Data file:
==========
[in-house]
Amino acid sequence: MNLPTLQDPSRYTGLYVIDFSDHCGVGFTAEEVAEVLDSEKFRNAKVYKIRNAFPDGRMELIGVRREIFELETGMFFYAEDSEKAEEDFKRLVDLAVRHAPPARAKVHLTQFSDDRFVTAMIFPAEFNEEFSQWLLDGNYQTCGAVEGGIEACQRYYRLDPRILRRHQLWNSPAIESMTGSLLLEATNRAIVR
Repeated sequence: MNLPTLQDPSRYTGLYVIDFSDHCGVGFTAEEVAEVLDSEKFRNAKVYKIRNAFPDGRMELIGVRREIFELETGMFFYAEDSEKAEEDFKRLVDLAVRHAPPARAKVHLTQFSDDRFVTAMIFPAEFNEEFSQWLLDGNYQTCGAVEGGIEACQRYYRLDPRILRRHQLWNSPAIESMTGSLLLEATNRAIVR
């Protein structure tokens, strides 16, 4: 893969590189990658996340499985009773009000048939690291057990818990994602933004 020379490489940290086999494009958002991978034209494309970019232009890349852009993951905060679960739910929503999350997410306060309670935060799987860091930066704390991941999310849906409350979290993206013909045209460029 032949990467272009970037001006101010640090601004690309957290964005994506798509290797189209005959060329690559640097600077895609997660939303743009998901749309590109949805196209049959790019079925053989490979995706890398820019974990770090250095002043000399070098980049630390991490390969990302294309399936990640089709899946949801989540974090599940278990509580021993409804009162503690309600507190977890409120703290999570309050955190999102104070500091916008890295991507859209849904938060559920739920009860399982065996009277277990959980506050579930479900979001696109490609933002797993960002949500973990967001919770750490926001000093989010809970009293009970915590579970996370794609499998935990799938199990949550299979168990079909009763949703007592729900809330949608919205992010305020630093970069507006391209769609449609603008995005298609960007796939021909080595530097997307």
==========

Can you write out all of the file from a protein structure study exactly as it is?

[in-house]
Amino acid sequence: MNLPTLQDPSRYTGLYVIDFSDHCGVGFTAEEVAEVLDSEKFRNAKVYKIRNAFPDGRMELIGVRREIFELETGMFFYAEDSEKAEEDFKRLVDLAVRHAPPARAKVHLTQFSDDRFVTAMIFPAEFNEEFSQWLLDGNYQTCGAVEGGIEACQRYYRLDPRILRRHQLWNSPAIESMTGSLLLEATNRAIVR
Repeated sequence: MNLPTLQDPSRYTGLYVIDFSDHCGVGFTAEEVAEVLDSEKFRNAKVYKIRNAFPDGRMELIGVRREIFELETGMFFYAEDSEKAEEDFKRLVDLAVRHAPPARAKVHLTQFSDDRFVTAMIFPAEFNEEFSQWLLDGNYQTCGAVEGGIEACQRYYRLDPRILRRHQLWNSPAIESMTGSLLLEATNRAIVR
């Protein structure tokens, strides 16, 4: 893969590189990658996340499985009773009000048939690291057990818990994602933004 020379490489940290086999494009958002991978034209494309970019232009890349852009993951905060679960739910929503999350997410306060309670935060799987860091930066704390991941999310849906409350979290993206013909045209460029 032949990467272009970037001006101010640090601004690309957290964005994506798509290797189209005959060329690559640097600077895609997660939303743009998901749309590109949805196209049959790019079925053989490979995706890398820019974990770090250095002043000399070098980049630390991490390969990302294309399936990640089709899946949801989540974090599940278990509580021993409804009162503690309600507190977890409120703290999570309050955190999102104070500091916008890295991507859209849904938060559920739920009860399982065996009277277990959980506050579930479900979001696109490609933002797993960002949500973990967001919770750490926001000093989010809970009293009970915590579970996370794609499998935990799938199990949550299979168990079909009763949703007592729900809330949608919205992010305020630093970069507006391209769609449609603008995005298609960007796939021909080595530097997307």